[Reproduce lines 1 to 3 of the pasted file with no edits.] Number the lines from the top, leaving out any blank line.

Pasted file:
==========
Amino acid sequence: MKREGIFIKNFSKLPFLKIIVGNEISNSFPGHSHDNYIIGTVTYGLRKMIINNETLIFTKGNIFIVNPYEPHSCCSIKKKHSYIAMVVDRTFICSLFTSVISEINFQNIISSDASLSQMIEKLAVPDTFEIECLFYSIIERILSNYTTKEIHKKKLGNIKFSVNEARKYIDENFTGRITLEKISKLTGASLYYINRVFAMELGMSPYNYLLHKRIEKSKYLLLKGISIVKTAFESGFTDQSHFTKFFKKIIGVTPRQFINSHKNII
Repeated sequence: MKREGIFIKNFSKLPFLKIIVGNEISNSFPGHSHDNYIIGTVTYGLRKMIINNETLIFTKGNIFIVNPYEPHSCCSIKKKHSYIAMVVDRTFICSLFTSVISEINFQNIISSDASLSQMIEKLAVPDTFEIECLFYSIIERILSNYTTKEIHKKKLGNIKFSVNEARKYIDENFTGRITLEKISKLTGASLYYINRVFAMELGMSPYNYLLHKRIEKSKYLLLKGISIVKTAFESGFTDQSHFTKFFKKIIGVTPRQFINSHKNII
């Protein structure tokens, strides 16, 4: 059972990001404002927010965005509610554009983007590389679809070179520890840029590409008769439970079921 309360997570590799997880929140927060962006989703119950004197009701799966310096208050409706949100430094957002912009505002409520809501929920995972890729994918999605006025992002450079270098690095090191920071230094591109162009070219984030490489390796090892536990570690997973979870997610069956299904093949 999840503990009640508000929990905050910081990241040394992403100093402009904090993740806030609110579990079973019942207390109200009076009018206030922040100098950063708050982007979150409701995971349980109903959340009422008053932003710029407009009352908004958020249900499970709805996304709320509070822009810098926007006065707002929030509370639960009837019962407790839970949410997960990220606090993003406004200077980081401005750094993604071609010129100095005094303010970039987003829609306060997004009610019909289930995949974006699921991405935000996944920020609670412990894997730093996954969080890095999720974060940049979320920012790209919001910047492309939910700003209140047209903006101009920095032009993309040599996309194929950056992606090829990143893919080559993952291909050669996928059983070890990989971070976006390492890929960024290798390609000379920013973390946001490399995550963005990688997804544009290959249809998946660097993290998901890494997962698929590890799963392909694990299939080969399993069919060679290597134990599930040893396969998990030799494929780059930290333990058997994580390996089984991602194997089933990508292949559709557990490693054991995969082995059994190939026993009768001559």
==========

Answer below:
Amino acid sequence: MKREGIFIKNFSKLPFLKIIVGNEISNSFPGHSHDNYIIGTVTYGLRKMIINNETLIFTKGNIFIVNPYEPHSCCSIKKKHSYIAMVVDRTFICSLFTSVISEINFQNIISSDASLSQMIEKLAVPDTFEIECLFYSIIERILSNYTTKEIHKKKLGNIKFSVNEARKYIDENFTGRITLEKISKLTGASLYYINRVFAMELGMSPYNYLLHKRIEKSKYLLLKGISIVKTAFESGFTDQSHFTKFFKKIIGVTPRQFINSHKNII
Repeated sequence: MKREGIFIKNFSKLPFLKIIVGNEISNSFPGHSHDNYIIGTVTYGLRKMIINNETLIFTKGNIFIVNPYEPHSCCSIKKKHSYIAMVVDRTFICSLFTSVISEINFQNIISSDASLSQMIEKLAVPDTFEIECLFYSIIERILSNYTTKEIHKKKLGNIKFSVNEARKYIDENFTGRITLEKISKLTGASLYYINRVFAMELGMSPYNYLLHKRIEKSKYLLLKGISIVKTAFESGFTDQSHFTKFFKKIIGVTPRQFINSHKNII
């Protein structure tokens, strides 16, 4: 059972990001404002927010965005509610554009983007590389679809070179520890840029590409008769439970079921 309360997570590799997880929140927060962006989703119950004197009701799966310096208050409706949100430094957002912009505002409520809501929920995972890729994918999605006025992002450079270098690095090191920071230094591109162009070219984030490489390796090892536990570690997973979870997610069956299904093949 999840503990009640508000929990905050910081990241040394992403100093402009904090993740806030609110579990079973019942207390109200009076009018206030922040100098950063708050982007979150409701995971349980109903959340009422008053932003710029407009009352908004958020249900499970709805996304709320509070822009810098926007006065707002929030509370639960009837019962407790839970949410997960990220606090993003406004200077980081401005750094993604071609010129100095005094303010970039987003829609306060997004009610019909289930995949974006699921991405935000996944920020609670412990894997730093996954969080890095999720974060940049979320920012790209919001910047492309939910700003209140047209903006101009920095032009993309040599996309194929950056992606090829990143893919080559993952291909050669996928059983070890990989971070976006390492890929960024290798390609000379920013973390946001490399995550963005990688997804544009290959249809998946660097993290998901890494997962698929590890799963392909694990299939080969399993069919060679290597134990599930040893396969998990030799494929780059930290333990058997994580390996089984991602194997089933990508292949559709557990490693054991995969082995059994190939026993009768001559």